Beginning on May 7, 2016, Creative Time and the Brooklyn Navy Yard will present Fly by Night, artist Duke Riley’s public artwork of unprecedented scale and beauty. Fly By Night will be Riley’s largest project to date.
Friday through Sunday evenings at dusk through June 12, 2016, a massive flock of pigeons will fly in elegant harmony over the East River, as Riley orchestrates a series of performances occurring regularly throughout the spring. At the call of a whistle, thousands of birds will emerge from their home in a grand, converted historic boat docked at the Brooklyn Navy Year. The pigeons will circle above the river as the sun sets over Manhattan, and small leg bands, historically used to carry messages, will be replaced with tiny LED lights, illuminating the sky in a transcendent union of public art and nature.
Fly By Night pays homage to pigeon keeping, both in New York and farther afield. Pigeons have been domesticated for thousands of years and kept by people around the world for their companionship, sport, and service. Locally, each neighborhood in New York once has a community of pigeon keepers (or fanciers, as they are commonly known); a dense network of rooftop pigeon lofts stretched across the five boroughs.
While property development and population shifts have caused the practice to wane, Fly By Night reflects back on and makes visible this largely forgotten culture. The iconic Brooklyn Navy Yard, once home to the country’s largest naval fleet of pigeon carriers, is the ideal setting for Riley’s Fly By Night—a tribute to the beautiful, diverse and fascinating histories of pigeon flying and New York City.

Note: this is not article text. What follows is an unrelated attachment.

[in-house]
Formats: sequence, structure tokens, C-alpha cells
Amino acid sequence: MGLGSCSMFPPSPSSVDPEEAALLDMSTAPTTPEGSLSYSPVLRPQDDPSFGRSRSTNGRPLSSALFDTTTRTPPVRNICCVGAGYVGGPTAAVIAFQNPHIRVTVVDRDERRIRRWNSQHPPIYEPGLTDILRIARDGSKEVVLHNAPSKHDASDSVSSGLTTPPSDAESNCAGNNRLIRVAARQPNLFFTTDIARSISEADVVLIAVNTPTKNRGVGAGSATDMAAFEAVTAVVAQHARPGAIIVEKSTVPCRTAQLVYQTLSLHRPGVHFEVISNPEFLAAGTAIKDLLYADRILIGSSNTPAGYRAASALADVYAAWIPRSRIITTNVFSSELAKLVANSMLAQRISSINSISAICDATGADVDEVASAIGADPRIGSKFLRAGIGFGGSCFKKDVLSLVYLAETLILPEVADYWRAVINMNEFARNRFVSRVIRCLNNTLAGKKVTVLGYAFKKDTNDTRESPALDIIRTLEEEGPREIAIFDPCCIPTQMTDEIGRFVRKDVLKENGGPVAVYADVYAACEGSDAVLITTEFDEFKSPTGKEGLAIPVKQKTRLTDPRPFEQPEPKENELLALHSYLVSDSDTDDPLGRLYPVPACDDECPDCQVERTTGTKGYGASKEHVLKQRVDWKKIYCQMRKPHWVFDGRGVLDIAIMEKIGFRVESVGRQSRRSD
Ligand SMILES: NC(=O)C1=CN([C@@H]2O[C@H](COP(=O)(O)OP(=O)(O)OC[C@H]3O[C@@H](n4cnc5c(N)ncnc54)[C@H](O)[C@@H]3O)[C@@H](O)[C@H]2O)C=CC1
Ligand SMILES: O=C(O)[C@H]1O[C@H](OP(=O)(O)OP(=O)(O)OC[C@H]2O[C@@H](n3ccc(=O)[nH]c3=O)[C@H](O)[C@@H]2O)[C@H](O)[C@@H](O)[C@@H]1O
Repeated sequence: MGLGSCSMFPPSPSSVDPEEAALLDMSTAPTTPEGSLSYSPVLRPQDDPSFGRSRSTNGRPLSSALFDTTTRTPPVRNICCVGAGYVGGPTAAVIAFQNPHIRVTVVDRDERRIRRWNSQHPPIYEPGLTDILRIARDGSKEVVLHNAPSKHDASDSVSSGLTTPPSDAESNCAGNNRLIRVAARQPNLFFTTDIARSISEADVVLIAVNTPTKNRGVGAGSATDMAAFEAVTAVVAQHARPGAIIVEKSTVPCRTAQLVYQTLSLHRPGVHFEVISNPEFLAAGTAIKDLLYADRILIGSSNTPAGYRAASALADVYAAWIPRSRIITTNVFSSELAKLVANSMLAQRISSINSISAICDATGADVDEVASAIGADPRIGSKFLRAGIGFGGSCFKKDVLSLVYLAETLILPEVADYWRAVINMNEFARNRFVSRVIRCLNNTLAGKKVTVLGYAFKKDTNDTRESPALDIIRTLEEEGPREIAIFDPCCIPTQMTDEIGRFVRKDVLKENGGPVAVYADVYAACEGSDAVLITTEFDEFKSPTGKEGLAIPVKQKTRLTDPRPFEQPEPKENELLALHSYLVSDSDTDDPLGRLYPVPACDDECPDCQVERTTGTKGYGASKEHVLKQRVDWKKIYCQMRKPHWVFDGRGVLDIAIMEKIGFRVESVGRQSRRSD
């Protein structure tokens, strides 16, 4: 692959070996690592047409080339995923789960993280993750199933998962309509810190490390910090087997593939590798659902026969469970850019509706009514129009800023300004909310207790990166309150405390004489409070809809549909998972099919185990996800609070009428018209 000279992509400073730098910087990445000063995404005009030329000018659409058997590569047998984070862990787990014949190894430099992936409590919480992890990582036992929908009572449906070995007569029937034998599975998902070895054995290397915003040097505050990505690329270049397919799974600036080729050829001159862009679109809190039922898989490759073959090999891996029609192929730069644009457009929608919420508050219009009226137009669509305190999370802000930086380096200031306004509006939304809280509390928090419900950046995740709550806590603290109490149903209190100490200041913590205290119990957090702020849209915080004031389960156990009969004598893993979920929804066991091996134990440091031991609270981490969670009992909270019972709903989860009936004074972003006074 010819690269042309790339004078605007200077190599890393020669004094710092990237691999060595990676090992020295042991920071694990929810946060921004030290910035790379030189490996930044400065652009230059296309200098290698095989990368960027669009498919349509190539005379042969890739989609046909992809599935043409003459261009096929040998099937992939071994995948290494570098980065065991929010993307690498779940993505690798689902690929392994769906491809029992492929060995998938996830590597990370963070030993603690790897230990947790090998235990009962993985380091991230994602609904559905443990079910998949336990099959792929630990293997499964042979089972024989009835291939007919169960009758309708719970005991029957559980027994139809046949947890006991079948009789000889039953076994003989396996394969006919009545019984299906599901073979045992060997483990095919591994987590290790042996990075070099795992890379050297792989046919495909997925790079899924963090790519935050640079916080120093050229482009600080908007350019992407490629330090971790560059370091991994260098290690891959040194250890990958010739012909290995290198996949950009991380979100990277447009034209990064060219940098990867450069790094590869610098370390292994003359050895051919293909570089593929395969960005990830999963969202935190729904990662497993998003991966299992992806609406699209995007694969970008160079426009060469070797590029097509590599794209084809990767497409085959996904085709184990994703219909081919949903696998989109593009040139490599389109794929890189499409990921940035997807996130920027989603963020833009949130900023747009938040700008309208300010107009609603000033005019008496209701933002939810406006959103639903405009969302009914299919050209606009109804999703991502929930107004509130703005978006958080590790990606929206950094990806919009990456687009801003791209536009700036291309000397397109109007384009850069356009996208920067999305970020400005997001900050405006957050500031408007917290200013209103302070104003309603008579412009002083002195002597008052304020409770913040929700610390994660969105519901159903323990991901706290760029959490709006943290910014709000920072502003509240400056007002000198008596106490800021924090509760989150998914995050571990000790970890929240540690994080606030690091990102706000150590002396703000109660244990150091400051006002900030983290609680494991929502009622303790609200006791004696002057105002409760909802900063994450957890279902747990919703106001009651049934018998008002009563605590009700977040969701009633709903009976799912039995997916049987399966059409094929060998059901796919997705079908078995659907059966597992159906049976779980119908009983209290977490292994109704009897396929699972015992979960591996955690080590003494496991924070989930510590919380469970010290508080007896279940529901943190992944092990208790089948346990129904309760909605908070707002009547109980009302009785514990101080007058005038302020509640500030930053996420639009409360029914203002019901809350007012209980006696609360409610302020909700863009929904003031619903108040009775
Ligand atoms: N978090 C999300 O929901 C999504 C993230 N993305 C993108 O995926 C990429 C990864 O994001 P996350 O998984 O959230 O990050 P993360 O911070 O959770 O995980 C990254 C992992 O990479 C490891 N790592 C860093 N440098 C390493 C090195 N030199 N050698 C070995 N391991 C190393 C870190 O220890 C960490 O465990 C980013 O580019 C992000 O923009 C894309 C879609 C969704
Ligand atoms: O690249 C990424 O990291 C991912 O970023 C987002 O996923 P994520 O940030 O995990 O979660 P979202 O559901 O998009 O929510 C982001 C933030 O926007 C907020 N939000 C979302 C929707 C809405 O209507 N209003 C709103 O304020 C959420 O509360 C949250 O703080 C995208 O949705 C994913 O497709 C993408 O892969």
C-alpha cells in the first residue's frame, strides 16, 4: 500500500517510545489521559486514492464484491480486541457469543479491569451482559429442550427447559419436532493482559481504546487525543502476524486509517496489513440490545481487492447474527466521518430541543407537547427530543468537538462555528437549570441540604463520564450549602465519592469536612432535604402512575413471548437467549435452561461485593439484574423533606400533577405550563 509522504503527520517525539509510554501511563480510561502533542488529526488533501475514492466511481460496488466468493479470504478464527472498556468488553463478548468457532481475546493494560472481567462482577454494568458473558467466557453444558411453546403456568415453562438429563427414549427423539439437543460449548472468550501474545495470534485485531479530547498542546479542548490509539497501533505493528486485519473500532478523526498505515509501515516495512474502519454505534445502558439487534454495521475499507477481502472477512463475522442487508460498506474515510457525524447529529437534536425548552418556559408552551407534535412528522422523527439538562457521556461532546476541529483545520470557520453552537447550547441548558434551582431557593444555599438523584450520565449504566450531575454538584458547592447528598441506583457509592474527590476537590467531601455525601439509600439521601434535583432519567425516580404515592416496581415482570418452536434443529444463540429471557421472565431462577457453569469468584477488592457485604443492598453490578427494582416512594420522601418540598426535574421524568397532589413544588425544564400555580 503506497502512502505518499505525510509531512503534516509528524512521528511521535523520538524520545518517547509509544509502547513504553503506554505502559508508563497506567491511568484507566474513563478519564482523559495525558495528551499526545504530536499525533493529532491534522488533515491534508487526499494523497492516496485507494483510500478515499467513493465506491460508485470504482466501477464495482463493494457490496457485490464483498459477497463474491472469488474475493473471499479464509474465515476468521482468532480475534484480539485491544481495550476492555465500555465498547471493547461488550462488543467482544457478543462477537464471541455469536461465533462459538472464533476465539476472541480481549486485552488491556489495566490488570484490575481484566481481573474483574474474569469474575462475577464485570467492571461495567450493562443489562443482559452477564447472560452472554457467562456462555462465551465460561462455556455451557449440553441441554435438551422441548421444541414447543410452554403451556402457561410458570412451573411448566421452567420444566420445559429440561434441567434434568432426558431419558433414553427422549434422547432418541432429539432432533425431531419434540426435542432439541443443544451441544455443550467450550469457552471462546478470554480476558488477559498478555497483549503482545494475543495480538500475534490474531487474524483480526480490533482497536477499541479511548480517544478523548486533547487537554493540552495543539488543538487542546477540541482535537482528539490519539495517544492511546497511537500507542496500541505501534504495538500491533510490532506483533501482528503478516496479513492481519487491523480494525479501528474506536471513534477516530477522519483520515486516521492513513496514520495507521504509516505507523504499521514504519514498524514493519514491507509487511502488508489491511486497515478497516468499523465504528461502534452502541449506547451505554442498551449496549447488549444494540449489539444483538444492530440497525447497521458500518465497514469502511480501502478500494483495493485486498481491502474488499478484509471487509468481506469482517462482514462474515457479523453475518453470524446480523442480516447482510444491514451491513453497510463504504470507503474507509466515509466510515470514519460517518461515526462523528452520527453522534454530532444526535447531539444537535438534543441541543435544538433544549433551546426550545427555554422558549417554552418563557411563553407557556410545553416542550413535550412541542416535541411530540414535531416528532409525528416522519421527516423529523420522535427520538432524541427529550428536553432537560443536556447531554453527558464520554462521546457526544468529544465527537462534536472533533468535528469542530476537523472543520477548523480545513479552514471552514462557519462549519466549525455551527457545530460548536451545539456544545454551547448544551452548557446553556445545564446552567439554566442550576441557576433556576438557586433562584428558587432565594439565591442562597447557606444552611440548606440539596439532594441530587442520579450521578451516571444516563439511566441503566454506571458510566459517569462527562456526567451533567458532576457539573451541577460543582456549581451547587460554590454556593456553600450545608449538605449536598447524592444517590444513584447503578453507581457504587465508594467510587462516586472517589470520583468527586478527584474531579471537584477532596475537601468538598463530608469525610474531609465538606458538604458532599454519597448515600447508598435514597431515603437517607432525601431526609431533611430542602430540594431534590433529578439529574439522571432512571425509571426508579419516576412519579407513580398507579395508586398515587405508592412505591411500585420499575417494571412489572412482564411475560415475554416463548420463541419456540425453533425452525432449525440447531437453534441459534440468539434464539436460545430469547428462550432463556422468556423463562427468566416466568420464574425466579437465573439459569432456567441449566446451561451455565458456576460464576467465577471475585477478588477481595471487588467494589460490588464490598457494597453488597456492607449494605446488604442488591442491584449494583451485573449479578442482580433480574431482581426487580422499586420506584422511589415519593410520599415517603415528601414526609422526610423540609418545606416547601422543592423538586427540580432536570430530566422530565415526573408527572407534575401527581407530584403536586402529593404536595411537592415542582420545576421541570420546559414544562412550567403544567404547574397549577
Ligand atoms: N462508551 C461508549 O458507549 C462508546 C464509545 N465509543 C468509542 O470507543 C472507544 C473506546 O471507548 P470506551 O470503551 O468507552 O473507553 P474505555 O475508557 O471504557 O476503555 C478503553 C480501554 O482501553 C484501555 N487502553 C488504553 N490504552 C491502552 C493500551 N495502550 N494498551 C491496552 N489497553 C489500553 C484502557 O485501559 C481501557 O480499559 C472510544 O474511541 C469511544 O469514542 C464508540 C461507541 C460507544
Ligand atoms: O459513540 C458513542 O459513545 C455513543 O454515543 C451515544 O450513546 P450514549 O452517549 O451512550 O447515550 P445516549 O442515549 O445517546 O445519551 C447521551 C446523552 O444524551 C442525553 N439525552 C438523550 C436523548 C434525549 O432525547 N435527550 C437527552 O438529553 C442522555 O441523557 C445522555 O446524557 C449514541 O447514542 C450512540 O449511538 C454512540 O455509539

In addition to her contribution to the Fly By Night artwork, Kristen also design a limited edition birdhouse inspired by the pigeon lofts for the Creative Time Gala which took place on April 28. The Spring Gala is a fundraising event to help ensure millions of people have free opportunities to engage with groundbreaking art. The 25 birdhouses will be auctioned for $2,500 each.
Kristen Becker, an Associate at Olson Kundig, was the Project Architect for Fly By Night. Becker’s previous involvement in public art includes playing an integral role in designing the armature that supported El Anatsui’s Broken Bridge II installed in The Highline in New York City. For Fly By Night she collaborated closely with artist Duke Riley to design pigeon lofts to house the flock of pigeons participating in the performances. A series of modular structures were created so that each individual coup housed roughly 200 pigeons of various species each with their own aviary with a connecting door. Careful consideration went into providing proper release and landing areas for the pigeons. Materials consisted of chicken wire, and standard lumber framing, which was then painted to complement the converted naval boat, The Baylander, which houses the pigeons.
Kristen describes her contribution to the public artwork by saying, “The artist has a clear love for these pigeons and it came across in the design thinking behind the pigeon coops. The idea that the coops were designed to exist beyond the performance resonates in the way in which we detailed the piece. Each coop bay was designed not only to be installed quickly but also to be dismantled to be reused and donated as individual coops afterwards. Instead of thinking of it as one building—we thought about it as a series of buildings.”
Guadagnino, Kate. “UP in the AIR.” Vogue, Special Edition 2016, 62. Print.
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